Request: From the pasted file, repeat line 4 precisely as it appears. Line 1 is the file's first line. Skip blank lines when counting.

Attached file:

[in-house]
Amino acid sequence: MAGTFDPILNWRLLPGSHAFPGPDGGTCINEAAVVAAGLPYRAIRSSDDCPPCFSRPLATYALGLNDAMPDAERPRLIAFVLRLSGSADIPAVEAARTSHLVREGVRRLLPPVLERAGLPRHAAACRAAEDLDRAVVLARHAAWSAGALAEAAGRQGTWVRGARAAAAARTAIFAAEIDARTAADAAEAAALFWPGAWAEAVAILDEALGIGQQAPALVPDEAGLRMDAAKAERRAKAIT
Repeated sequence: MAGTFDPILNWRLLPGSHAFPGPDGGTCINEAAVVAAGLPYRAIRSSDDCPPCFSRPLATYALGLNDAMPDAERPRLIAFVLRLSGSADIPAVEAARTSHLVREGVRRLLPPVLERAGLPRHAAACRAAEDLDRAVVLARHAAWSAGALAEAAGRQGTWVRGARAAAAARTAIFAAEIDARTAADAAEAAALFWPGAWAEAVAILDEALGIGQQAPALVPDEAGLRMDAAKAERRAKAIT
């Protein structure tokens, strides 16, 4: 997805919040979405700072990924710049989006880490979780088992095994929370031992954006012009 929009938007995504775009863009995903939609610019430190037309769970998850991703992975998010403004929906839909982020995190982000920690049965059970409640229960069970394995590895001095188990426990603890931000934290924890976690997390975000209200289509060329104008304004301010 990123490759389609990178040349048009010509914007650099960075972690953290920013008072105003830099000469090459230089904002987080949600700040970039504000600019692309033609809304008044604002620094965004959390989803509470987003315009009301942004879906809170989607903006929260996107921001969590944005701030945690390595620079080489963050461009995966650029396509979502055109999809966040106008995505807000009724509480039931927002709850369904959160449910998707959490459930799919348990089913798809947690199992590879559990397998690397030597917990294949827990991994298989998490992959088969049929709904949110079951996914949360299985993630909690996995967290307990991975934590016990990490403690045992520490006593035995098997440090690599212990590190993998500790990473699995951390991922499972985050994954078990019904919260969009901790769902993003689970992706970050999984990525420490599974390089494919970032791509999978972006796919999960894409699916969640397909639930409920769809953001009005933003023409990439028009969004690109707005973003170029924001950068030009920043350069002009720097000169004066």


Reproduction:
């Protein structure tokens, strides 16, 4: 997805919040979405700072990924710049989006880490979780088992095994929370031992954006012009 929009938007995504775009863009995903939609610019430190037309769970998850991703992975998010403004929906839909982020995190982000920690049965059970409640229960069970394995590895001095188990426990603890931000934290924890976690997390975000209200289509060329104008304004301010 990123490759389609990178040349048009010509914007650099960075972690953290920013008072105003830099000469090459230089904002987080949600700040970039504000600019692309033609809304008044604002620094965004959390989803509470987003315009009301942004879906809170989607903006929260996107921001969590944005701030945690390595620079080489963050461009995966650029396509979502055109999809966040106008995505807000009724509480039931927002709850369904959160449910998707959490459930799919348990089913798809947690199992590879559990397998690397030597917990294949827990991994298989998490992959088969049929709904949110079951996914949360299985993630909690996995967290307990991975934590016990990490403690045992520490006593035995098997440090690599212990590190993998500790990473699995951390991922499972985050994954078990019904919260969009901790769902993003689970992706970050999984990525420490599974390089494919970032791509999978972006796919999960894409699916969640397909639930409920769809953001009005933003023409990439028009969004690109707005973003170029924001950068030009920043350069002009720097000169004066």